Facebook: too early to speculate on Premier League rights bid

But tech giant says new Watch tab will be perfect for live sports

Chelsea, Premier League trophy
Chelsea celebrate after winning the 2016-17 Premier League title
(Image credit: Michael Regan/Getty Images)

Facebook’s sports chief said yesterday that it was too early to speculate if the social media platform will bid for the rights to show live Premier League matches - but refused to rule out the possibility.

Broadcasting rights for the 2019-2022 seasons will be up for auction early next year and there is speculation that tech giants such as Facebook and Amazon will compete alongside current holders Sky Sports and BT Sport.

While failing to confirm or deny the rumours, Facebook’s head of global sports partnerships, Dan Reed, did say that his firm’s newest innovation - the Watch tab, a home for original video content - is the perfect platform for watching live sports. It was officially launched in the US last month, but has not yet been rolled out worldwide.

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Speaking at the Leaders in Sport summit in London, Reed said: “It’s too early to speculate on what we might do, but there’s no question that Facebook Watch is a great home for all forms of live sport.

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“It’s early days. The Watch product, which is designed for intentional long-form viewing, has only been available for a month in the US. These things are evolving over time, and our metrics are evolving all the time. This is going to be gradual, but we’re excited.”

Reed was also asked whether, rather than making a solo bid, Facebook might be part of a joint-bid on a sub-licensing agreement.

“It’s way too early to speculate on how we might participate in something like that or whether we [will] participate in something like that,” said Reed.

“But we have partnerships with broadcasters and rights holders. With Fox Sport in the US, we distribute Champions League games that they already have rights to that are not distributed on their linear TV channels.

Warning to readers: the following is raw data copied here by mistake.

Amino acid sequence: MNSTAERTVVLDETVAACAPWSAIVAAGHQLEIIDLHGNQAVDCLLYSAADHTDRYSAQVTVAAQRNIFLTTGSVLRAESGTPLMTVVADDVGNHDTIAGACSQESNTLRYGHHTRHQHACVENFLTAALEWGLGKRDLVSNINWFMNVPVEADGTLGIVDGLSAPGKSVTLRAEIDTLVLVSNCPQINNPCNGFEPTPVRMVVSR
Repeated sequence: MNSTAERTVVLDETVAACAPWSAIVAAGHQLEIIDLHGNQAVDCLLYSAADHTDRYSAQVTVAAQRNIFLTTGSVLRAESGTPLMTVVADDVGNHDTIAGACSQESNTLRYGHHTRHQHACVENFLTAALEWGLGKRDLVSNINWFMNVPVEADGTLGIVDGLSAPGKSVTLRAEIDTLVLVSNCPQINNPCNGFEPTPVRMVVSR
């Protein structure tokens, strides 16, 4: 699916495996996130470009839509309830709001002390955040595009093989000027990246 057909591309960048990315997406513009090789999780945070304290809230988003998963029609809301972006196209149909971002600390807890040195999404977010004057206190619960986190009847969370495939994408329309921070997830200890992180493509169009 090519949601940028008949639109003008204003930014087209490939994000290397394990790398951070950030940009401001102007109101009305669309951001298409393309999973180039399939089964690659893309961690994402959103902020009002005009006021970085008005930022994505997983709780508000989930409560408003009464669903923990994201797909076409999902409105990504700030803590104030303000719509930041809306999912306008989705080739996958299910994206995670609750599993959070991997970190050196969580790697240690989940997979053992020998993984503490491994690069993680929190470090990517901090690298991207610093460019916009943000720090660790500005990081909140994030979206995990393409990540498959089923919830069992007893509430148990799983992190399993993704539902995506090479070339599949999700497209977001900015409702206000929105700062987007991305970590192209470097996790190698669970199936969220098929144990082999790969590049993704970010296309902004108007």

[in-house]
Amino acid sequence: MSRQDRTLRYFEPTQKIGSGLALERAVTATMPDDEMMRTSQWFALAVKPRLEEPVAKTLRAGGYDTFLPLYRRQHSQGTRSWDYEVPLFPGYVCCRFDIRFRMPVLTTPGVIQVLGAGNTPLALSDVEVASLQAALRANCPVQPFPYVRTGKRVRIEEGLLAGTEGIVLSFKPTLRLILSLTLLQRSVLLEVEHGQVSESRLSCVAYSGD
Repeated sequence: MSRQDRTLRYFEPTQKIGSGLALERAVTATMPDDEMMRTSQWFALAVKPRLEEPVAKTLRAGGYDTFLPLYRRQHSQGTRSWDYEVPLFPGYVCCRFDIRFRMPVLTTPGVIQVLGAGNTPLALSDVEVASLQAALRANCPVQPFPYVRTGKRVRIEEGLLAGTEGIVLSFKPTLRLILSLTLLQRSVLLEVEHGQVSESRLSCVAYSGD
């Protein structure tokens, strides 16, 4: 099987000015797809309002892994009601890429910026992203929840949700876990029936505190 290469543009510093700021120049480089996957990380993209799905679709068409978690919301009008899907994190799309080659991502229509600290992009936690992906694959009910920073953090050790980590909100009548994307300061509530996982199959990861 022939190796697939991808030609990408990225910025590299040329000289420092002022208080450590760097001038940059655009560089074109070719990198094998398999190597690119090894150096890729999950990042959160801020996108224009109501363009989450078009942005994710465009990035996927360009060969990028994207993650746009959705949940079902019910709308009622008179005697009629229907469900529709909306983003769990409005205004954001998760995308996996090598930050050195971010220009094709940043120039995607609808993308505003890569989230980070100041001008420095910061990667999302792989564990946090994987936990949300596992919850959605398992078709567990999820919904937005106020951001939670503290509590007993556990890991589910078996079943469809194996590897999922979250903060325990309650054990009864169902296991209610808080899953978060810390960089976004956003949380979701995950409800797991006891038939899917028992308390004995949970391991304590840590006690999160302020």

“[We also] have a partnership with Univision to distribute Liga MX games in English - they distribute in Spanish on television, they distribute games in English on Facebook.

“You would have to ask Fox, but I don’t think when they bid for Champions League rights in the United States that they would be using Facebook as a distribution platform for some games that they have on television.”

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Facebook has a network of around 700 million sports fans, so the move into live action appears to be a no-brainer. Just last month Facebook bid $600m (£459m) for the Indian Premier League (IPL) cricket rights, but lost out to Star India.

Despite missing out on the IPL, Reed insists Facebook is an ideal platform for live sports.

“We see first-hand on the platform how positive the IPL is in India,” he said. “If you think about our mission to bring the world closer together, nothing does that in India like the IPL.

“When you look at the data, you see the engagement and the distribution of that kind of content on our platform, we do believe that live sports are a great fit for a platform like Facebook. It’s inherently social, it builds communities, it fits with our investment in live video, so we thought that was an opportunity that was interesting.”

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No date has been set yet for the European launch of the Watch tab, but once rolled out it will be available on mobile, desktop and via connected TV sets. The key aim of the new platform, says Reed, is to provide users with a longer viewing experience.

“That’s why we are launching Watch. Certainly, short-form video does incredibly well in the news feed, where people are spending 40 to 50 minutes a day on Facebook and checking it 14 times a day.

“Watch is a place where we can support intentional viewing of episodic content of longer form. We think it’s a great home for a variety of content, including live sports. In the first six months of 2017, we had 3,500 live sports events broadcast on Facebook - that was before Watch.

“We hope that Watch will be an even better home for that sort of stuff and drive even more value to the publishers and distributors.”

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